Subscribe to a Weekly Series

Posted on November 26, 2003 (5764) By Rabbi Label Lam | Series: | Level:

And he (Essau) said (Aloud to his father Isaac): “Isn’t his name appropriately called Yaakov, because he tricked me these two times. First he took my birthright. Now he took my blessing. (Breishis 27:36)

Essau makes a strong accusation against his brother Jacob which is never openly answered in the text. Are we quietly in agreement on his point? Is it time again for us to bow our heads in shame and apologize for the crude way our father Jacob acquired the birthright from his brother Essau, by taking advantage of him in his moment of weakness? Can we excuse his actions by claiming he only did so because he recognized Esau’s inherent lack of fitness for the Divine service? That always sounds like a “whitewash”. How can we defend the indefensible to skeptical ears?

For millennium we are on trial for the honest reporting of events from the earliest days of our family history. Now, just relying on what’s written there in the verses I would like to try in a lawyerly way to present a case that it was Essau who fumbled his place in Jewish History and not Jacob who callously stripped him of it.

1) The defense would like to call Essau to the stand as a witness. “Essau, do you recall your comments when asked to sell your birthright? Were you maybe too tired and hungry to open your mouth? Is that why with your last ounce of strength you asked that the food your brother Jacob was carefully preparing be poured down your throat? Remember your words?” “Behold, I am going to die, what good is this birthright to me?” Would you like to defend this statement claiming that it was not so much expressing a disdain for the birthright as it was desperation for some food at that time. Could be! Let’s see!

2) Who amongst the reading audience would sell their Jewish Heritage for a lunch? I know! What are they serving? Seriously! How many millions of Jews over thousands of years of history were willing to give their lives rather than alter a single custom, as the law requires, that is when our religious mettle is being tested?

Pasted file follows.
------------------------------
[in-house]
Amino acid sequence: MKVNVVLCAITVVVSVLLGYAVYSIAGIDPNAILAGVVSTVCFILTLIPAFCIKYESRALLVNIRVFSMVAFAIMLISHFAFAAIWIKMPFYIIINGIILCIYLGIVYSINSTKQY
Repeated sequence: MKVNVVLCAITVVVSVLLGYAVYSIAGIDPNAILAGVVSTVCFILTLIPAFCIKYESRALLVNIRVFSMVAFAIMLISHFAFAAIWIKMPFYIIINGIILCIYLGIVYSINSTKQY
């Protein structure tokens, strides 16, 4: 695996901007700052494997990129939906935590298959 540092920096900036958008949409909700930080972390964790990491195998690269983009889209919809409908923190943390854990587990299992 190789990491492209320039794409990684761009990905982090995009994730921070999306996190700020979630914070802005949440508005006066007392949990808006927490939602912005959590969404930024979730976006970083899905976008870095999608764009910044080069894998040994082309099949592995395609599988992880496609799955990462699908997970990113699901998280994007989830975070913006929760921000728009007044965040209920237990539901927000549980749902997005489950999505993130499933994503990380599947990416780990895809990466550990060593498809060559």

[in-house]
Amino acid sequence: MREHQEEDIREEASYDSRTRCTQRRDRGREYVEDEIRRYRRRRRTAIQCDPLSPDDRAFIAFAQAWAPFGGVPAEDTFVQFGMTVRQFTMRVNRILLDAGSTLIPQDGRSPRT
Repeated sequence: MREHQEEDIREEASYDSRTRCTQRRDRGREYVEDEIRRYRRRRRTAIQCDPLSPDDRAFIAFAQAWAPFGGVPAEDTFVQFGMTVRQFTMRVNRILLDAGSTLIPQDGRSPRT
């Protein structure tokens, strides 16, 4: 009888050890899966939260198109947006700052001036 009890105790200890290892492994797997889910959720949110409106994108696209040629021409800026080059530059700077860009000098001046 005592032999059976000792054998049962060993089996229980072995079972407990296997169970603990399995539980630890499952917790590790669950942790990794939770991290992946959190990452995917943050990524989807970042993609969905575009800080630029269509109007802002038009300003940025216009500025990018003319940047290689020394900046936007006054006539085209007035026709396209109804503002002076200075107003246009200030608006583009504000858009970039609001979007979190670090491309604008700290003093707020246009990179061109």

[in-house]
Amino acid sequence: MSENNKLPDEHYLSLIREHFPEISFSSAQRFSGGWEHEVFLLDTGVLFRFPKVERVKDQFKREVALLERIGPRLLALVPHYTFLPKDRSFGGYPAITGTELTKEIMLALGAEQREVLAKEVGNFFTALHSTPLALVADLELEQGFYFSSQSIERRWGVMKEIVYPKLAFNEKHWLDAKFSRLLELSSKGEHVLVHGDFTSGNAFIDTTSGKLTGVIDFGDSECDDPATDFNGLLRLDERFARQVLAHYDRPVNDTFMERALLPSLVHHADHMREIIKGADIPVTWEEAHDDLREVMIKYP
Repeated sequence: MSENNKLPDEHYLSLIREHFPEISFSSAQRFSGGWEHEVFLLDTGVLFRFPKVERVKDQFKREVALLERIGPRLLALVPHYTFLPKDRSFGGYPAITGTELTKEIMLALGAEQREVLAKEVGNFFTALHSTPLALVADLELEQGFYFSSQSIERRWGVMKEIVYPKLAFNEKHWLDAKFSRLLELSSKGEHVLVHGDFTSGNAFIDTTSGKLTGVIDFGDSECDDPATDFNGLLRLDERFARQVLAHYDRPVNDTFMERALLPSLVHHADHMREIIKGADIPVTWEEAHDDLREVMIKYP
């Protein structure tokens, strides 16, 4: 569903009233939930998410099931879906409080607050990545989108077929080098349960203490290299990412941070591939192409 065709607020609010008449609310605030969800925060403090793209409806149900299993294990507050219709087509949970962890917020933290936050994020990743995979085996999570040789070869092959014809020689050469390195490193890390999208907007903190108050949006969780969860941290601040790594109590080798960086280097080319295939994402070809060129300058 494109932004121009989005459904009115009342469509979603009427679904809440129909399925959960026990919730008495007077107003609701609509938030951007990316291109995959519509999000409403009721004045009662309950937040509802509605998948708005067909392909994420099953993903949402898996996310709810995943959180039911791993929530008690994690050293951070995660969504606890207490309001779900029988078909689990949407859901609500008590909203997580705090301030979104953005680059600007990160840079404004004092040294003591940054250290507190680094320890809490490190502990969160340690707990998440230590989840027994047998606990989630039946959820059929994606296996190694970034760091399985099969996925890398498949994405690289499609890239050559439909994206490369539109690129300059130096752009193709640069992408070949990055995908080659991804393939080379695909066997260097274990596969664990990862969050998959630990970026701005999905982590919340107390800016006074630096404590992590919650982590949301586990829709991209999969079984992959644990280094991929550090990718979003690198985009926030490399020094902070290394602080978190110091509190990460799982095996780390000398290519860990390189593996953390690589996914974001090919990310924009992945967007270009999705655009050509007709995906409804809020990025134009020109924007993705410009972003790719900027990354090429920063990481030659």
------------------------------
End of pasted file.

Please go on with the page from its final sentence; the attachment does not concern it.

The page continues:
It is known that the Nazis used to capture the Jewish leaders when conquering a city and execute them first to demoralize the rest of the community. It is told that in this one town it was rumored that the mayor was a Jew from a great grandparent. For three generations no one had practiced Judaism. To test the veracity of the matter the Nazis took him to the synagogue and placed a Sefer Torah in his arms and asked him at gun point to throw the scroll on the ground and trample it. He declared, “I want to thank you for returning me to my people and my G-d!” They killed him on the spot. For what value did Essau cash his heritage?

3) The verse says, “And Jacob gave to Essau bread (It wasn’t on the menu) and cooked beans (That’s what he asked for) and he ate and he drank (not part of the meal plan either), and he got up and Essau despised the birthright.” (Breishis 25:34) Why over here does it say that “Essau despised the birthright”? Why is that declaration anchored to this place in the narrative? If the whole claim against Jacob is that he took advantage of his starving brother to snatch the blessing, his complaint should have been filed at the time he finished eating. The verse testifies that he ate and drank and got up and left without a murmur of protest. That’s when he most clearly expressed disdain for the birthright.

Clearly, he was not tricked as he later claimed. They made a deal like any other business deal based upon a fundamental disagreement about the value of a thing. Jacob opted for eternity while Essau ordered soup. Remarkably, even when the bowl was empty so was he. Essau walked away with only heartburn while Jacob continued to stir within a burning heart.

Good Shabbos!

Text Copyright &copy 2003 Rabbi Label Lam and